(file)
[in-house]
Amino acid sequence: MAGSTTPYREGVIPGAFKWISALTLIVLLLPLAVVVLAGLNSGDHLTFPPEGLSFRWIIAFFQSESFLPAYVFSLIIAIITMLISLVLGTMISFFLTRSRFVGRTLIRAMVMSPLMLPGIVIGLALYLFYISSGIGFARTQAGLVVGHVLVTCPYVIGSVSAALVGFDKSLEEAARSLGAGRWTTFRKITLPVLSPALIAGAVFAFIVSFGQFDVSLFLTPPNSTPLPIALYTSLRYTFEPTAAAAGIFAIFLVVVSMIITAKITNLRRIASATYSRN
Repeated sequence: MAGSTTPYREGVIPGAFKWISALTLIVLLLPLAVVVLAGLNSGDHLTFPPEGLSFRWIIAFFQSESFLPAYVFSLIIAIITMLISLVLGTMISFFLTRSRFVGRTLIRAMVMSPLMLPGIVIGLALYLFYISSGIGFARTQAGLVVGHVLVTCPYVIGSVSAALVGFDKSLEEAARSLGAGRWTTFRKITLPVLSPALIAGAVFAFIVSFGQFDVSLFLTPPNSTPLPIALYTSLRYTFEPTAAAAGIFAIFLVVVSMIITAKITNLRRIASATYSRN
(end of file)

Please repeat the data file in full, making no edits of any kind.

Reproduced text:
[in-house]
Amino acid sequence: MAGSTTPYREGVIPGAFKWISALTLIVLLLPLAVVVLAGLNSGDHLTFPPEGLSFRWIIAFFQSESFLPAYVFSLIIAIITMLISLVLGTMISFFLTRSRFVGRTLIRAMVMSPLMLPGIVIGLALYLFYISSGIGFARTQAGLVVGHVLVTCPYVIGSVSAALVGFDKSLEEAARSLGAGRWTTFRKITLPVLSPALIAGAVFAFIVSFGQFDVSLFLTPPNSTPLPIALYTSLRYTFEPTAAAAGIFAIFLVVVSMIITAKITNLRRIASATYSRN
Repeated sequence: MAGSTTPYREGVIPGAFKWISALTLIVLLLPLAVVVLAGLNSGDHLTFPPEGLSFRWIIAFFQSESFLPAYVFSLIIAIITMLISLVLGTMISFFLTRSRFVGRTLIRAMVMSPLMLPGIVIGLALYLFYISSGIGFARTQAGLVVGHVLVTCPYVIGSVSAALVGFDKSLEEAARSLGAGRWTTFRKITLPVLSPALIAGAVFAFIVSFGQFDVSLFLTPPNSTPLPIALYTSLRYTFEPTAAAAGIFAIFLVVVSMIITAKITNLRRIASATYSRN